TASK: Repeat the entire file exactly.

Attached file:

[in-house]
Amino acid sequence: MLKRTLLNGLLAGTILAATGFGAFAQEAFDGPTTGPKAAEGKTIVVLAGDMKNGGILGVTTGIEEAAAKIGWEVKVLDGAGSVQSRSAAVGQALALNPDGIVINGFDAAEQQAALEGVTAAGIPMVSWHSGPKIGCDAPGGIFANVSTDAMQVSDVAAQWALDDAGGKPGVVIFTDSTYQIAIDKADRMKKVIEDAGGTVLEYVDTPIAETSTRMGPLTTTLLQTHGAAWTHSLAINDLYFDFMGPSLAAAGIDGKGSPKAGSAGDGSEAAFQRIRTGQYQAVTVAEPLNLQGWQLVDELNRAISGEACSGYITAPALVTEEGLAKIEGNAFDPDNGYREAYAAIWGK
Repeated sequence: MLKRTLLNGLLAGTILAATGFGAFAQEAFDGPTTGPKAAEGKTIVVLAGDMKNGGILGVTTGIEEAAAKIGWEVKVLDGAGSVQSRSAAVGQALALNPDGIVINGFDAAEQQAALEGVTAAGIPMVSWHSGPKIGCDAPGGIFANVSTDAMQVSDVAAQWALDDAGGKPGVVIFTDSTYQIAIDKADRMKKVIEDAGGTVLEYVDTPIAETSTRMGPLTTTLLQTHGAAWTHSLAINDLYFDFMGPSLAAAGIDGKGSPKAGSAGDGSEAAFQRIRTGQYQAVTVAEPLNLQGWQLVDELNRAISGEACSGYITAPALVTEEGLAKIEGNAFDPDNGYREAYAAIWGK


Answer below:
[in-house]
Amino acid sequence: MLKRTLLNGLLAGTILAATGFGAFAQEAFDGPTTGPKAAEGKTIVVLAGDMKNGGILGVTTGIEEAAAKIGWEVKVLDGAGSVQSRSAAVGQALALNPDGIVINGFDAAEQQAALEGVTAAGIPMVSWHSGPKIGCDAPGGIFANVSTDAMQVSDVAAQWALDDAGGKPGVVIFTDSTYQIAIDKADRMKKVIEDAGGTVLEYVDTPIAETSTRMGPLTTTLLQTHGAAWTHSLAINDLYFDFMGPSLAAAGIDGKGSPKAGSAGDGSEAAFQRIRTGQYQAVTVAEPLNLQGWQLVDELNRAISGEACSGYITAPALVTEEGLAKIEGNAFDPDNGYREAYAAIWGK
Repeated sequence: MLKRTLLNGLLAGTILAATGFGAFAQEAFDGPTTGPKAAEGKTIVVLAGDMKNGGILGVTTGIEEAAAKIGWEVKVLDGAGSVQSRSAAVGQALALNPDGIVINGFDAAEQQAALEGVTAAGIPMVSWHSGPKIGCDAPGGIFANVSTDAMQVSDVAAQWALDDAGGKPGVVIFTDSTYQIAIDKADRMKKVIEDAGGTVLEYVDTPIAETSTRMGPLTTTLLQTHGAAWTHSLAINDLYFDFMGPSLAAAGIDGKGSPKAGSAGDGSEAAFQRIRTGQYQAVTVAEPLNLQGWQLVDELNRAISGEACSGYITAPALVTEEGLAKIEGNAFDPDNGYREAYAAIWGK